English speaker walks into a bar in China hoping to practice his Chinese*. Chinese waiter walks up to the gweilo hoping to practice his English, and the game begins. A lingo-blogger takes on the heavy challenge of analyzing this linguistic power struggle in a post on sinosplice. In classic linguistic fashion, he devises a rule:
John's Rule For Determining Language:
Given a conscious choice between a number of languages to use for interaction, speakers will naturally tend to choose the common language in which the poorer speaker’s level is highest.
John wiggles by stipulating that "there’s no strict right or wrong here" (all linguistic "rules" require that same stipulation, haha, so what the hell's the point of a rule!!). But John uses this rule to define a linguistic strategy: "if I want to improve my Chinese without all this strife, I need to find Chinese speakers with English worse than my Chinese."
While John evokes communication efficiency as his basis for this strategy, he misses a crucial factor: appropriateness. It's not really appropriate for a customer to use a waiter for language practice, and vice versa. Even though it's effective for language learning purposes, that's just not why bars exist. Once John as customer violates the appropriateness, he's all but invited that waiter to do the same. At that point, all rules are off, it becomes a linguistic jungle with each speaker fighting for survival.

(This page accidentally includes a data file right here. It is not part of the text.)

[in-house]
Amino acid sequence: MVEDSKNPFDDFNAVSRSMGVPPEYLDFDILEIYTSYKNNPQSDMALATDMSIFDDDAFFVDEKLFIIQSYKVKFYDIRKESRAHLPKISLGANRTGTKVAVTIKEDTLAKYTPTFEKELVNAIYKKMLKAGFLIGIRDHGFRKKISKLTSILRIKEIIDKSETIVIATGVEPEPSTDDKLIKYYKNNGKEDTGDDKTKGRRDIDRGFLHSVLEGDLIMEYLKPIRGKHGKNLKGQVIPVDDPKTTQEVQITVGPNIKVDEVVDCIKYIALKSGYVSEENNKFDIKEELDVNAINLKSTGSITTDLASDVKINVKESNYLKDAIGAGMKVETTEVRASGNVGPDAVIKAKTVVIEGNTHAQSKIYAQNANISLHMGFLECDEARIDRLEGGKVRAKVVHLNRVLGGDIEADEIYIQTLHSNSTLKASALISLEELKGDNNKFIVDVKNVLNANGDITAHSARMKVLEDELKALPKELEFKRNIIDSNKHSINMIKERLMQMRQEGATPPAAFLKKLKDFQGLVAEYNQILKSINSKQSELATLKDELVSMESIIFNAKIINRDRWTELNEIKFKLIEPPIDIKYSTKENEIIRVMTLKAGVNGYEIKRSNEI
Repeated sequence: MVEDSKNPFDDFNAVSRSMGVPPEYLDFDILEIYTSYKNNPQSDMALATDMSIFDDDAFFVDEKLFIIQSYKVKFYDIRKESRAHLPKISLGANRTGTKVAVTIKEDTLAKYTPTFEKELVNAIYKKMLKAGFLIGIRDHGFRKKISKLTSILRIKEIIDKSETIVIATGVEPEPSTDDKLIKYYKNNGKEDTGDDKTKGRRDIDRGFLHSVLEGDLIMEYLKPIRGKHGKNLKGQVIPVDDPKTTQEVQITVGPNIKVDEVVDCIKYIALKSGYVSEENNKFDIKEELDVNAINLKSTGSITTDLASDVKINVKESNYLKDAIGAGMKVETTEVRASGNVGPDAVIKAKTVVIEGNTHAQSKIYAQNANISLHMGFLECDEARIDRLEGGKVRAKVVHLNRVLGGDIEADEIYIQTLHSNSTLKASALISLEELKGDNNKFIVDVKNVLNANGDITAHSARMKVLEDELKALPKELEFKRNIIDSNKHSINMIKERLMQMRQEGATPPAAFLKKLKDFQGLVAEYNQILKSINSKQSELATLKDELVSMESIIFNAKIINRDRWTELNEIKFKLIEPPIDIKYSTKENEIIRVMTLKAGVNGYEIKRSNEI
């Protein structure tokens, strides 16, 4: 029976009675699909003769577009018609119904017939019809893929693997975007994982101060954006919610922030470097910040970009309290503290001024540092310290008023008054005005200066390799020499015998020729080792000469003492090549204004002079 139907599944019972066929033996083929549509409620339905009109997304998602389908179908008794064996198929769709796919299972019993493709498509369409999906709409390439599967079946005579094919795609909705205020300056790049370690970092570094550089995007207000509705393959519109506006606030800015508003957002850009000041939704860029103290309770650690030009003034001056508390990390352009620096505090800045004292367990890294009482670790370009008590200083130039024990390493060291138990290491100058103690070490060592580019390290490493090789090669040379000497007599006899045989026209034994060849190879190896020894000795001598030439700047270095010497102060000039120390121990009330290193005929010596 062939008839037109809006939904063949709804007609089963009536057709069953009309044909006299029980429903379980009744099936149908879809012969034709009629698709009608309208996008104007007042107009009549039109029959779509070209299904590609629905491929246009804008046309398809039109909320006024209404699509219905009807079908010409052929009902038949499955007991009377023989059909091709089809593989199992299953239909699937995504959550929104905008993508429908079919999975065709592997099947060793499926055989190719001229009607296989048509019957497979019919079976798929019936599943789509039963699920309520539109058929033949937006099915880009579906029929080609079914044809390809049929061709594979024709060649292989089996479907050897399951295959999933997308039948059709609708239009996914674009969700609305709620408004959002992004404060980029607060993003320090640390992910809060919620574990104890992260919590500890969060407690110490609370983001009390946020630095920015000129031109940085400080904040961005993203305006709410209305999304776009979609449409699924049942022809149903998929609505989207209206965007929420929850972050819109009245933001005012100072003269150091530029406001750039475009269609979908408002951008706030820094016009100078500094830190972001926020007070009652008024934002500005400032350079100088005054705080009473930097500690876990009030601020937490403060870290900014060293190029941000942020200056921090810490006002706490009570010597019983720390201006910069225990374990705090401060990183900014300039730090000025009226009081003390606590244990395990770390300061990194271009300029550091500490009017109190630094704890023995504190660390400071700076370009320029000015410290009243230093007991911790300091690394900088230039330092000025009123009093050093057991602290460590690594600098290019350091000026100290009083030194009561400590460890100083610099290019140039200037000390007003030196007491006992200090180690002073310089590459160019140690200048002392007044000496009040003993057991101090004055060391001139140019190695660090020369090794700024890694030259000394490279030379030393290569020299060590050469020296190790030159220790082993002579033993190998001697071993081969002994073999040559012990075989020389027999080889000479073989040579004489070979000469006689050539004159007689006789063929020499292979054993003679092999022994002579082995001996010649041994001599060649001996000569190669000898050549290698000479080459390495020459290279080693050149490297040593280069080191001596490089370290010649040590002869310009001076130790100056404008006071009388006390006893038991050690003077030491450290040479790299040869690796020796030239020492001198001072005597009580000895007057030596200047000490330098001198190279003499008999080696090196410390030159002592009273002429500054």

Unfortunately, neither John nor I could find any academic research on this topic (I found tons on inter cultural pragmatics, but nothing obviously on this particular situation). I suspect it's out there, it's just hard to find. What terms should I search for? Hmmm, it's an odd one, no doubt.
*The blogger did not specify what dialect, though Mandarin is likely.